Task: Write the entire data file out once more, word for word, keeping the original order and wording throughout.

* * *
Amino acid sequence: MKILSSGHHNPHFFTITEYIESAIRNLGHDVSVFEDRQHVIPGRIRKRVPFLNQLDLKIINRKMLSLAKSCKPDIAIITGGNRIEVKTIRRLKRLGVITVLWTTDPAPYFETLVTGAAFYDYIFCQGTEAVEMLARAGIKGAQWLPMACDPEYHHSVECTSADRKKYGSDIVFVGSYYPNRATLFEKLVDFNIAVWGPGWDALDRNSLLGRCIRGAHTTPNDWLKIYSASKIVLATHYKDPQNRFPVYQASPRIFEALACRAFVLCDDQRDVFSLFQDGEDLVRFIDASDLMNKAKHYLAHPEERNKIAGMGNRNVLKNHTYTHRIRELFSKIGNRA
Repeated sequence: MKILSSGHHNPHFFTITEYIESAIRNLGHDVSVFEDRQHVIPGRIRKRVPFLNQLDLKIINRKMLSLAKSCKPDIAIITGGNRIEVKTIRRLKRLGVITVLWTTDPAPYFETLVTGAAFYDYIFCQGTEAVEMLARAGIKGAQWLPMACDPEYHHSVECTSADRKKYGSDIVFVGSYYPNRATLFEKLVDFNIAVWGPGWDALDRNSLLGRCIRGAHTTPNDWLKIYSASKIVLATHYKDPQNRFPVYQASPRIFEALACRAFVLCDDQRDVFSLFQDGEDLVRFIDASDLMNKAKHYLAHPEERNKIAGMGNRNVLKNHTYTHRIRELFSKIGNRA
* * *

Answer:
Amino acid sequence: MKILSSGHHNPHFFTITEYIESAIRNLGHDVSVFEDRQHVIPGRIRKRVPFLNQLDLKIINRKMLSLAKSCKPDIAIITGGNRIEVKTIRRLKRLGVITVLWTTDPAPYFETLVTGAAFYDYIFCQGTEAVEMLARAGIKGAQWLPMACDPEYHHSVECTSADRKKYGSDIVFVGSYYPNRATLFEKLVDFNIAVWGPGWDALDRNSLLGRCIRGAHTTPNDWLKIYSASKIVLATHYKDPQNRFPVYQASPRIFEALACRAFVLCDDQRDVFSLFQDGEDLVRFIDASDLMNKAKHYLAHPEERNKIAGMGNRNVLKNHTYTHRIRELFSKIGNRA
Repeated sequence: MKILSSGHHNPHFFTITEYIESAIRNLGHDVSVFEDRQHVIPGRIRKRVPFLNQLDLKIINRKMLSLAKSCKPDIAIITGGNRIEVKTIRRLKRLGVITVLWTTDPAPYFETLVTGAAFYDYIFCQGTEAVEMLARAGIKGAQWLPMACDPEYHHSVECTSADRKKYGSDIVFVGSYYPNRATLFEKLVDFNIAVWGPGWDALDRNSLLGRCIRGAHTTPNDWLKIYSASKIVLATHYKDPQNRFPVYQASPRIFEALACRAFVLCDDQRDVFSLFQDGEDLVRFIDASDLMNKAKHYLAHPEERNKIAGMGNRNVLKNHTYTHRIRELFSKIGNRA